Eden M. Kennedy

mission accomplished, pal

Eden M. Kennedy is the co-author (with Alice Bradley) of the book Let's Panic About Babies! (St. Martin's Press, 2011).

A former college-radio DJ, Mrs. Kennedy has driven cross-country six times in a 1973 Volkswagen Bug and enjoys standing on her head.

Currently she works at a nonprofit and is just about finished writing her first novel.

These are a few of my favorite Labor Day 2003 things

1. Being able to drop the phrase Two Buck Chuck into drunken backyard barbecue conversation and have an entire tableful of people know exactly what I was talking about.

2. Watching our neighbor Lance pour the last of Jack's "Kill Whitey" barbecue sauce, which had been growing more and more evil in our refrigerator since we got it on a trip to Oakland about six years ago, onto a rack of helpless, innocent ribs that hadn't originally planned on harming anyone but with cholesterol and bad karma.

3. Hearing that after I took Jackson upstairs for bed our other neighbor, who shall not be named because he has a reputation to protect, started burning wine bottle corks in a candle flame. He then proceeded to blacken his face entirely while trying to remember the words to "Mammy."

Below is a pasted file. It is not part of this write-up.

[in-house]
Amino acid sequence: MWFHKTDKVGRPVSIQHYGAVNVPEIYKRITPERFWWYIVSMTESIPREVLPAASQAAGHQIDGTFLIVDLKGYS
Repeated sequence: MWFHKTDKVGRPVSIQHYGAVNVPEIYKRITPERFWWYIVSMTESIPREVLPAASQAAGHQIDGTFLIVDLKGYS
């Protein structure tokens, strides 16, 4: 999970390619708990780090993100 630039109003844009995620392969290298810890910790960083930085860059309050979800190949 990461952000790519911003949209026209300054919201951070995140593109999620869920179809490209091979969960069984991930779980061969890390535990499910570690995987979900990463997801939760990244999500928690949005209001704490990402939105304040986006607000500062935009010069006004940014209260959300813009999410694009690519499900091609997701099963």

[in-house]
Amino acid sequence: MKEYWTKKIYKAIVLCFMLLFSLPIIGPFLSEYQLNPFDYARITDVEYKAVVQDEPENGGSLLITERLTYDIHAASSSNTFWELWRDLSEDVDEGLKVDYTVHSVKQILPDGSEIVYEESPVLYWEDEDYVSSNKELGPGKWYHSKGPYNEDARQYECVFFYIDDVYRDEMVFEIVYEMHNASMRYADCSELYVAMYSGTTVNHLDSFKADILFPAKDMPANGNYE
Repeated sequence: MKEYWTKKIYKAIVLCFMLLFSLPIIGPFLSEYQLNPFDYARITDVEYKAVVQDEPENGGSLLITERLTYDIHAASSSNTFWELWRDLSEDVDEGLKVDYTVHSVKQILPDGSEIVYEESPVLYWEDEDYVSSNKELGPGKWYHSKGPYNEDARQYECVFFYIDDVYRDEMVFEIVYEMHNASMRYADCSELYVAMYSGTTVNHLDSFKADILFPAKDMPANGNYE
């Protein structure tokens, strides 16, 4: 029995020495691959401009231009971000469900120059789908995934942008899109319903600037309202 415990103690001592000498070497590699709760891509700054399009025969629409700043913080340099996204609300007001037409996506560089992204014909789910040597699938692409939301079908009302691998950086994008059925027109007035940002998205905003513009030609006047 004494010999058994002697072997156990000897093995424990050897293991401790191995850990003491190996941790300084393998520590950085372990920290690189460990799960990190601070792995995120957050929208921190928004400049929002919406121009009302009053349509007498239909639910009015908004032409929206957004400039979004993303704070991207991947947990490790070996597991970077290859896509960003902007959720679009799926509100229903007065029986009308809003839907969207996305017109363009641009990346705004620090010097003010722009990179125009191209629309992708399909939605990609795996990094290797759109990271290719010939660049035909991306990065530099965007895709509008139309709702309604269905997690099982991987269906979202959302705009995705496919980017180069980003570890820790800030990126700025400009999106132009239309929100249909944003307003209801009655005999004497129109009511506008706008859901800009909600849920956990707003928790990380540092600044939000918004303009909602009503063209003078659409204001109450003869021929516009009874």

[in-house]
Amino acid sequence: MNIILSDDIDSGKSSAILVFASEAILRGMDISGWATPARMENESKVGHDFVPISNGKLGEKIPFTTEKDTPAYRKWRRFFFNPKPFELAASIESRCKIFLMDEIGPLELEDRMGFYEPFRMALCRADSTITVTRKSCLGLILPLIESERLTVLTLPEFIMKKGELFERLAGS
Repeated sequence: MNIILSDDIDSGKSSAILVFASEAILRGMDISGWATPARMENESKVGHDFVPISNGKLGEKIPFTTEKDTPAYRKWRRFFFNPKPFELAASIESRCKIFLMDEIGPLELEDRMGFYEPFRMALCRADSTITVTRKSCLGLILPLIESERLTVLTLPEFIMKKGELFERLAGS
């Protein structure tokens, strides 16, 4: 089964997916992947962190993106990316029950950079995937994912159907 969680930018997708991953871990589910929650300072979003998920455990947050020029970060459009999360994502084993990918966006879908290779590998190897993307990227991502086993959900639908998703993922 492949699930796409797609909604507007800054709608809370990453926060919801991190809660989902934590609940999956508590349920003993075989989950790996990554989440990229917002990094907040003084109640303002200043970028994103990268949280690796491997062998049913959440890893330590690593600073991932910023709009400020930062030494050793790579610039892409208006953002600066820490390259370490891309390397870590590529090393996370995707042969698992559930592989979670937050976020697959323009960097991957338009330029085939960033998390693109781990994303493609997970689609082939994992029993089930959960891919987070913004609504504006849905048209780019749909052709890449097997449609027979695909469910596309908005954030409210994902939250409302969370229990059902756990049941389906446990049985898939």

4. Trying to decide how much pressure I needed to use to tamp down the coffee in the little espresso cup thing the next morning, and having Jack advise me with the usual authority that some pressure was necessary but not to bring on "the hippo hurricane."

5. Having my comments provider's server eat it, so that people who had something Fussy-related to share with me actually had to write e-mail.

6. Receiving an e-mail with the subject line "Kate Moss: mediocre pole dancer" and a link to the new White Stripes video. I am now writing a grant proposal to develop the theory that Kate Moss is just our generation's willing, partly-talented George Plimpton, but I think we should up the ante from pole dancing. Let's put her in a Detroit Lions uniform and then send her to the South Pole with a knife, a can of beans, a carton of cigarettes, and Lennox Lewis, and then force her to accept a case of Two Buck Chuck as an advance to write a book about the whole thing afterward.